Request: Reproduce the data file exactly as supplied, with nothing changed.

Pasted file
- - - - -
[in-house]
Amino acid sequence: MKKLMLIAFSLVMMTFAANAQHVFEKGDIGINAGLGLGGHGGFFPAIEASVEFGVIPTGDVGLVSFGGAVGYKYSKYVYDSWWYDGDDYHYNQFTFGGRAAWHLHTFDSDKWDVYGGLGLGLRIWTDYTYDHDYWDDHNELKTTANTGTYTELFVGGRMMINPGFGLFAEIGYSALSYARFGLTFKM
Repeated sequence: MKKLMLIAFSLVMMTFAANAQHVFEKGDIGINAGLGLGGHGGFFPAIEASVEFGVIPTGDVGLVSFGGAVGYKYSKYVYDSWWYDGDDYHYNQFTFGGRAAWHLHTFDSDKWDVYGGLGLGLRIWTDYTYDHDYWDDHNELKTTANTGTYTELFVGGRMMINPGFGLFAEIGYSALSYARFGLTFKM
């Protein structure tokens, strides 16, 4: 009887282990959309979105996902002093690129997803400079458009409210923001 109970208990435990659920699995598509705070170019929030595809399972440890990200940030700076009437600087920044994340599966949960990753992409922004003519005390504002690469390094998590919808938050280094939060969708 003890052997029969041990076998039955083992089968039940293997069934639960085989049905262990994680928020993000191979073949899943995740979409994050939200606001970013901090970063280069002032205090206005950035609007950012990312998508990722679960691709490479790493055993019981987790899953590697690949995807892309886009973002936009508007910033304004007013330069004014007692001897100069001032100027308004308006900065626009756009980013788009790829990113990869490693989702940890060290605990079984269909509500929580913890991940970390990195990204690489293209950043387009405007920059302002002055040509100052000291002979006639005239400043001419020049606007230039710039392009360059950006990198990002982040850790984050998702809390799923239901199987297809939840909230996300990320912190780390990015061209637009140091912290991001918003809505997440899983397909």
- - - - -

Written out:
[in-house]
Amino acid sequence: MKKLMLIAFSLVMMTFAANAQHVFEKGDIGINAGLGLGGHGGFFPAIEASVEFGVIPTGDVGLVSFGGAVGYKYSKYVYDSWWYDGDDYHYNQFTFGGRAAWHLHTFDSDKWDVYGGLGLGLRIWTDYTYDHDYWDDHNELKTTANTGTYTELFVGGRMMINPGFGLFAEIGYSALSYARFGLTFKM
Repeated sequence: MKKLMLIAFSLVMMTFAANAQHVFEKGDIGINAGLGLGGHGGFFPAIEASVEFGVIPTGDVGLVSFGGAVGYKYSKYVYDSWWYDGDDYHYNQFTFGGRAAWHLHTFDSDKWDVYGGLGLGLRIWTDYTYDHDYWDDHNELKTTANTGTYTELFVGGRMMINPGFGLFAEIGYSALSYARFGLTFKM
């Protein structure tokens, strides 16, 4: 009887282990959309979105996902002093690129997803400079458009409210923001 109970208990435990659920699995598509705070170019929030595809399972440890990200940030700076009437600087920044994340599966949960990753992409922004003519005390504002690469390094998590919808938050280094939060969708 003890052997029969041990076998039955083992089968039940293997069934639960085989049905262990994680928020993000191979073949899943995740979409994050939200606001970013901090970063280069002032205090206005950035609007950012990312998508990722679960691709490479790493055993019981987790899953590697690949995807892309886009973002936009508007910033304004007013330069004014007692001897100069001032100027308004308006900065626009756009980013788009790829990113990869490693989702940890060290605990079984269909509500929580913890991940970390990195990204690489293209950043387009405007920059302002002055040509100052000291002979006639005239400043001419020049606007230039710039392009360059950006990198990002982040850790984050998702809390799923239901199987297809939840909230996300990320912190780390990015061209637009140091912290991001918003809505997440899983397909």